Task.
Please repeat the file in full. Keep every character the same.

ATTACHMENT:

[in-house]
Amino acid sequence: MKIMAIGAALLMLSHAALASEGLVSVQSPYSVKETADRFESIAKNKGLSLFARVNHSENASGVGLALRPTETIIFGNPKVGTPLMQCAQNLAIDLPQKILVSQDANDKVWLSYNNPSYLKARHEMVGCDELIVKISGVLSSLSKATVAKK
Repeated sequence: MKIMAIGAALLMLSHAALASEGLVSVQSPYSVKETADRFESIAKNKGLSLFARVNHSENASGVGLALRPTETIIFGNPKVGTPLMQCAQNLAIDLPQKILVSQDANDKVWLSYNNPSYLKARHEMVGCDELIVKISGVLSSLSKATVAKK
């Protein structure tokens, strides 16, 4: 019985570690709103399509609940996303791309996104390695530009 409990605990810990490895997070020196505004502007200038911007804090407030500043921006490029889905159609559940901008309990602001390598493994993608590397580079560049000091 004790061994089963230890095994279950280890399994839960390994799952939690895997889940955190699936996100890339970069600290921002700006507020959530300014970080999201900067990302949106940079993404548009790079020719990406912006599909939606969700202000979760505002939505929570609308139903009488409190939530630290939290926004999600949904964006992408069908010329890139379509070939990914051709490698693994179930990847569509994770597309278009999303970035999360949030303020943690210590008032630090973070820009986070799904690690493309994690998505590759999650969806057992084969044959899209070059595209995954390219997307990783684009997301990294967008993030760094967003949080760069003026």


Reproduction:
[in-house]
Amino acid sequence: MKIMAIGAALLMLSHAALASEGLVSVQSPYSVKETADRFESIAKNKGLSLFARVNHSENASGVGLALRPTETIIFGNPKVGTPLMQCAQNLAIDLPQKILVSQDANDKVWLSYNNPSYLKARHEMVGCDELIVKISGVLSSLSKATVAKK
Repeated sequence: MKIMAIGAALLMLSHAALASEGLVSVQSPYSVKETADRFESIAKNKGLSLFARVNHSENASGVGLALRPTETIIFGNPKVGTPLMQCAQNLAIDLPQKILVSQDANDKVWLSYNNPSYLKARHEMVGCDELIVKISGVLSSLSKATVAKK
């Protein structure tokens, strides 16, 4: 019985570690709103399509609940996303791309996104390695530009 409990605990810990490895997070020196505004502007200038911007804090407030500043921006490029889905159609559940901008309990602001390598493994993608590397580079560049000091 004790061994089963230890095994279950280890399994839960390994799952939690895997889940955190699936996100890339970069600290921002700006507020959530300014970080999201900067990302949106940079993404548009790079020719990406912006599909939606969700202000979760505002939505929570609308139903009488409190939530630290939290926004999600949904964006992408069908010329890139379509070939990914051709490698693994179930990847569509994770597309278009999303970035999360949030303020943690210590008032630090973070820009986070799904690690493309994690998505590759999650969806057992084969044959899209070059595209995954390219997307990783684009997301990294967008993030760094967003949080760069003026």